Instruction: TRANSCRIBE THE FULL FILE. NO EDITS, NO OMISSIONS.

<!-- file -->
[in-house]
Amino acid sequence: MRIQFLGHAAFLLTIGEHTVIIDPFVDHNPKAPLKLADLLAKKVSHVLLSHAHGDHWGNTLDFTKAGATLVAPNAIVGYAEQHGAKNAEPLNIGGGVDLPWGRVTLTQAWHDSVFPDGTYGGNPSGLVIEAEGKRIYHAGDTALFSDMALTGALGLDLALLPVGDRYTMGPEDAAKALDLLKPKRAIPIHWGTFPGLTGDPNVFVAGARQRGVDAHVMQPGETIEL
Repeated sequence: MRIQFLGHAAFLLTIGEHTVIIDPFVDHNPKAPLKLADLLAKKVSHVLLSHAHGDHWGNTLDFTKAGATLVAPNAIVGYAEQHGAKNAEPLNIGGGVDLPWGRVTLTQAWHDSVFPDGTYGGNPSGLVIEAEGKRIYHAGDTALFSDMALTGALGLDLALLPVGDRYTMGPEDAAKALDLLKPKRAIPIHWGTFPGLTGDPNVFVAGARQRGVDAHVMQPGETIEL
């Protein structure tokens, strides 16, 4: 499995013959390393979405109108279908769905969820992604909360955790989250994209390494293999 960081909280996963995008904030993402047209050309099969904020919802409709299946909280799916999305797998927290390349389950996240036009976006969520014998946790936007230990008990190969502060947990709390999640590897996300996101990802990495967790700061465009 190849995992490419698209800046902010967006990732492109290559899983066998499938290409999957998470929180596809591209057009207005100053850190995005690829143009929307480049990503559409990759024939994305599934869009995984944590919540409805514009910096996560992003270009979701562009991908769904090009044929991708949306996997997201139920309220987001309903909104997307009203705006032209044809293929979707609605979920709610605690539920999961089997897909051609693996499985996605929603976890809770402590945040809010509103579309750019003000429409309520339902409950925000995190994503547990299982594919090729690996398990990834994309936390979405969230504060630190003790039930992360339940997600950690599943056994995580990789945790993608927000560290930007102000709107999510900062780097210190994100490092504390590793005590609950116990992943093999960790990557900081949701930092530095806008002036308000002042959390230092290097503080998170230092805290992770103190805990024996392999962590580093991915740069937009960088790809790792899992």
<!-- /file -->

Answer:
[in-house]
Amino acid sequence: MRIQFLGHAAFLLTIGEHTVIIDPFVDHNPKAPLKLADLLAKKVSHVLLSHAHGDHWGNTLDFTKAGATLVAPNAIVGYAEQHGAKNAEPLNIGGGVDLPWGRVTLTQAWHDSVFPDGTYGGNPSGLVIEAEGKRIYHAGDTALFSDMALTGALGLDLALLPVGDRYTMGPEDAAKALDLLKPKRAIPIHWGTFPGLTGDPNVFVAGARQRGVDAHVMQPGETIEL
Repeated sequence: MRIQFLGHAAFLLTIGEHTVIIDPFVDHNPKAPLKLADLLAKKVSHVLLSHAHGDHWGNTLDFTKAGATLVAPNAIVGYAEQHGAKNAEPLNIGGGVDLPWGRVTLTQAWHDSVFPDGTYGGNPSGLVIEAEGKRIYHAGDTALFSDMALTGALGLDLALLPVGDRYTMGPEDAAKALDLLKPKRAIPIHWGTFPGLTGDPNVFVAGARQRGVDAHVMQPGETIEL
């Protein structure tokens, strides 16, 4: 499995013959390393979405109108279908769905969820992604909360955790989250994209390494293999 960081909280996963995008904030993402047209050309099969904020919802409709299946909280799916999305797998927290390349389950996240036009976006969520014998946790936007230990008990190969502060947990709390999640590897996300996101990802990495967790700061465009 190849995992490419698209800046902010967006990732492109290559899983066998499938290409999957998470929180596809591209057009207005100053850190995005690829143009929307480049990503559409990759024939994305599934869009995984944590919540409805514009910096996560992003270009979701562009991908769904090009044929991708949306996997997201139920309220987001309903909104997307009203705006032209044809293929979707609605979920709610605690539920999961089997897909051609693996499985996605929603976890809770402590945040809010509103579309750019003000429409309520339902409950925000995190994503547990299982594919090729690996398990990834994309936390979405969230504060630190003790039930992360339940997600950690599943056994995580990789945790993608927000560290930007102000709107999510900062780097210190994100490092504390590793005590609950116990992943093999960790990557900081949701930092530095806008002036308000002042959390230092290097503080998170230092805290992770103190805990024996392999962590580093991915740069937009960088790809790792899992």